30 April 2010

ScreenCasts For Bug Fixes

The Problem

I shouldn't be such a curmudgeonly troll when it comes to software tools that are supposed to make things easier for me. But I am.
  • The Agile Tracking software I have used does not make things easier.
  • The Bug Tracking software I have used does not make things easier.
Why? Stuff gets missed. Stuff gets lost. People can't consistently write clearly. People can't consistently find things. And, I'm kinda dense.

Red Thread of Failure?

The red thread of failure, and the root of my dissatisfaction is communication, or lack thereof. Communication is munged, obscured and buried in software tracking tools.

We falsely assume because something is written down, that it is also clearly communicated. Not so.

A client said to our software team a few projects ago,
I'll summarize our discussion & queue it up in Brand X.  (Brand X is tracking software) 
I replied,
That's fine, as long as we recognize that Brand X is where critical information goes to die.
If I possessed extraordinary senses (visualize the pinball wizard from the tune by The Who), then perhaps a few cryptic lines buried in an email, or saved in a software tracking tool, would suffice.

But, This Is Easier

The forward-thinking folks at Affinety Solutions found a way to make my programming easier. Affinety founder Steve Holewa contracted me a few years ago to update parts of their software. During a flurry of recent updates, Sys-Ops expert Holly initiated sending links of short videos she had recorded using ScreenCast.com.

Holly's screencasts include narrated screen illustrations of the bugs I have caused and the nice-to-haves she has found in code I have staged for her in QA.

Two of the subtleties I like about Holly's screencasts that simply would not translate from words buried in a software tool:
  • See - I can see the sequential steps she took, and the data entry she made, to re-create the bug.
  • Hear - I can hear the tone in her voice as she describes an issue to judge emotional cues like urgency or frustration.
Plus, I can replay the clip until I understand the problem.

Sliced Bread

This might not be the Stradivarius of shortening the bug fix cycle, but it might be the sliced bread of subtle cues in communication that enable efficient off-site feedback cycles.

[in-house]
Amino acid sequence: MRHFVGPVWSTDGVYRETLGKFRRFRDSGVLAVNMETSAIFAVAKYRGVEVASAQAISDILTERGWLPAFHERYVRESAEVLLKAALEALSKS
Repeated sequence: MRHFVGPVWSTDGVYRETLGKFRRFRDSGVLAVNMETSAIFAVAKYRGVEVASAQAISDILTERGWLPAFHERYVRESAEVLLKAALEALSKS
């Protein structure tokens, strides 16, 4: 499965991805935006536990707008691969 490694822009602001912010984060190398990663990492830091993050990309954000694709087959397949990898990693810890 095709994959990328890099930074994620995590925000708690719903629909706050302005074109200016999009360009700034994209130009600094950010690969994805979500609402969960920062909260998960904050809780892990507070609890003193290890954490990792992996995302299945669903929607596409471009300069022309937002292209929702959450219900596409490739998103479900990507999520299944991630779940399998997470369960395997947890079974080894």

Thanks Holly.

Startup Pivoting & Shadow Beliefs

Startup Pivoting

At the Startup Lessons Learned conference last week, there was much ado about Pivoting. As Alan Cooper says in his post To Pivot, Or Not To Pivot,
When a startup company discards Plan A and moves on to Plan B, it is called a “pivot.”
When I hear Pivot, I recall my physical education teacher screaming at me not to scuff the gym floor with my "street shoes" when I
put my right foot in...
dancing the Hokey-Pokey.
Pivoting for startups is moving incrementally toward something better - a better business model.

Pivoting is like the iterative numerical methods we used in college programming classes. You’d start with a seed value, chunk along for a bit, and then check your convergence. With enough constraints and suitable convergence criteria, convergence was almost guaranteed. Occasionally an anomaly would unravel your code into memory consuming divergence, but hopefully you programmed a check for that condition before you smoked your 256KB.

Shadow Beliefs

Shadow Lines by Abdulla Zaid
One of the things I heard from Startup Lessons Learned conference organizer Eric Ries is the term Shadow Beliefs. These are the closely held (perhaps subconscious), somewhat notional beliefs (and false assumptions) that frequently sink good-intentioned entrepreneurs and insidiously swamp the best agile software teams.

All of us fall somewhere in the continuum of delusion, particularly those under the spell of a great startup idea or a cool software product.